Brad Raffensperger, the Georgia Republican official who famously rebuffed former President Donald J. Trump’s requests to “find” enough votes to assist him overturn the 2020 election, defeated a Republican primary challenge on Tuesday.
Mr. Raffensperger, who serves as Georgia’s top elections official as secretary of state, won his G.O.P. primary against Representative Jody Hice, a Republican congressman who voted to overturn the 2020 election and who was backed by Mr. Trump.
The Associated Press called the victory for Mr. Raffensperger, who was capable of win back the trust of Republican voters in Georgia by promoting himself as a champion of “election integrity” and rebutting falsehoods made by Mr. Trump and his allies concerning the 2020 election. His victory amounted to a repudiation of Mr. Trump’s attempts to weaponize 2020 election falsehoods into political success in 2022.
Mr. Raffensperger didn’t mention Mr. Trump by name in his victory remarks on Tuesday night, but he made a transparent reference to him. “Not buckling under the pressure is what the people want,” Mr. Raffensperger said.
Though Mr. Raffensperger was a hero to many Democrats for his refusal to overturn the 2020 election, he’ll still face stiff opposition in the overall election in November. Democrats have placed a premium on secretary of state races across the country as a way of combating what they view as a wave of recent restrictive voting laws.
The competition in Georgia between Mr. Raffensperger and Mr. Hice elevated the once-sleepy down-ballot race right into a hyperpartisan dogfight, helping to bring national attention to races for secretary of state across the country. After Mr. Hice earned Mr. Trump’s backing, a number of candidates who’ve publicly questioned or disputed the outcomes of the 2020 election in several states announced their candidacy for secretary of state, worrying Democrats, election experts and a few Republicans.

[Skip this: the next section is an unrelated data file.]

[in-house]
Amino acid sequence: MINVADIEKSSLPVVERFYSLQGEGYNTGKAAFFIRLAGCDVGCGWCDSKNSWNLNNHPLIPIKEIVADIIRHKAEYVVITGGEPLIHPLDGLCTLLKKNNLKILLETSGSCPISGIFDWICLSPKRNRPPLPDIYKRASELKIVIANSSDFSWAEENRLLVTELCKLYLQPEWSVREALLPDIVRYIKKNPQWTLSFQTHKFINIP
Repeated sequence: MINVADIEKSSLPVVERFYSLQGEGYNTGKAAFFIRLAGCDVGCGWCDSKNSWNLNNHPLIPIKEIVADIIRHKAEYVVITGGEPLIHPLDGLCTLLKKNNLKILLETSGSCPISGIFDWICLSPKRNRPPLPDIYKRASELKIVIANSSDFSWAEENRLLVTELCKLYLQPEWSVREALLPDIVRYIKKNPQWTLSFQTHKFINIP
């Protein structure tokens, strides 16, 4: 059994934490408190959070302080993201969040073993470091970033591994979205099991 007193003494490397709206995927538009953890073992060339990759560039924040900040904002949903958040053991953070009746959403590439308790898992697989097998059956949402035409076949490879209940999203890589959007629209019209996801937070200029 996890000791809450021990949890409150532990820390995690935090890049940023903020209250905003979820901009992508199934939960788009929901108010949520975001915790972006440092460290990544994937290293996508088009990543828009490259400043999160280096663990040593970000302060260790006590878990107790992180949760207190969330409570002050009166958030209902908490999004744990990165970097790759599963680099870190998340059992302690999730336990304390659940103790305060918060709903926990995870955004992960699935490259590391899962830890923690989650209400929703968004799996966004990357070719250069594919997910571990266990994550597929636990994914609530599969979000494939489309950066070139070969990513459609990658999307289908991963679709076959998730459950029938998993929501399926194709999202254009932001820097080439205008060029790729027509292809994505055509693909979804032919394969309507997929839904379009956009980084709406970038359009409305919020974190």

After the 2020 presidential election, Mr. Raffensperger became perhaps essentially the most famous secretary of state within the country, as a leaked audio call showed him resisting Mr. Trump’s pressure. And though he lamented the previous president’s loss publicly, Mr. Raffensperger repeatedly asserted that Georgia’s elections had been free and fair.
This immediately put him within the cross hairs of Mr. Trump, who has focused his political capital on ousting Republicans who either went against his whims after the 2020 election or voted for his impeachment after the riot on the Capitol.
Mr. Trump quickly endorsed Mr. Hice, the primary secretary of state candidate to earn his endorsement, in March of last 12 months. “Jody has been a steadfast fighter for conservative Georgia values and is a staunch ally of the America First agenda,” Mr. Trump said. “Unlike the present Georgia secretary of state, Jody leads out front with integrity.”
As he sought to fend off Mr. Hice’s challenge, Mr. Raffensperger shifted to the best. He was some of the vocal proponents of the state’s recent voting law, which added quite a few recent regulations and restrictions to casting ballots, though the law also stripped Mr. Raffensperger of a few of his powers as secretary of state.